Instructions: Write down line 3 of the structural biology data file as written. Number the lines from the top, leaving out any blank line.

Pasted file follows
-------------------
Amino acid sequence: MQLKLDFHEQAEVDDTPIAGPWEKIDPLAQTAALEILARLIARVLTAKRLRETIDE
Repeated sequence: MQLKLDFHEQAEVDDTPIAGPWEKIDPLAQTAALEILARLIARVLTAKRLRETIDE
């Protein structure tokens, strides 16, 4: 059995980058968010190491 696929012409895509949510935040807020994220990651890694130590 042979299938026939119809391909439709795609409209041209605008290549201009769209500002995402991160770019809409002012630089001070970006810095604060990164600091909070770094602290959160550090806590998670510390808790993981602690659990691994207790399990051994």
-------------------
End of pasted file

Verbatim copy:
């Protein structure tokens, strides 16, 4: 059995980058968010190491 696929012409895509949510935040807020994220990651890694130590 042979299938026939119809391909439709795609409209041209605008290549201009769209500002995402991160770019809409002012630089001070970006810095604060990164600091909070770094602290959160550090806590998670510390808790993981602690659990691994207790399990051994």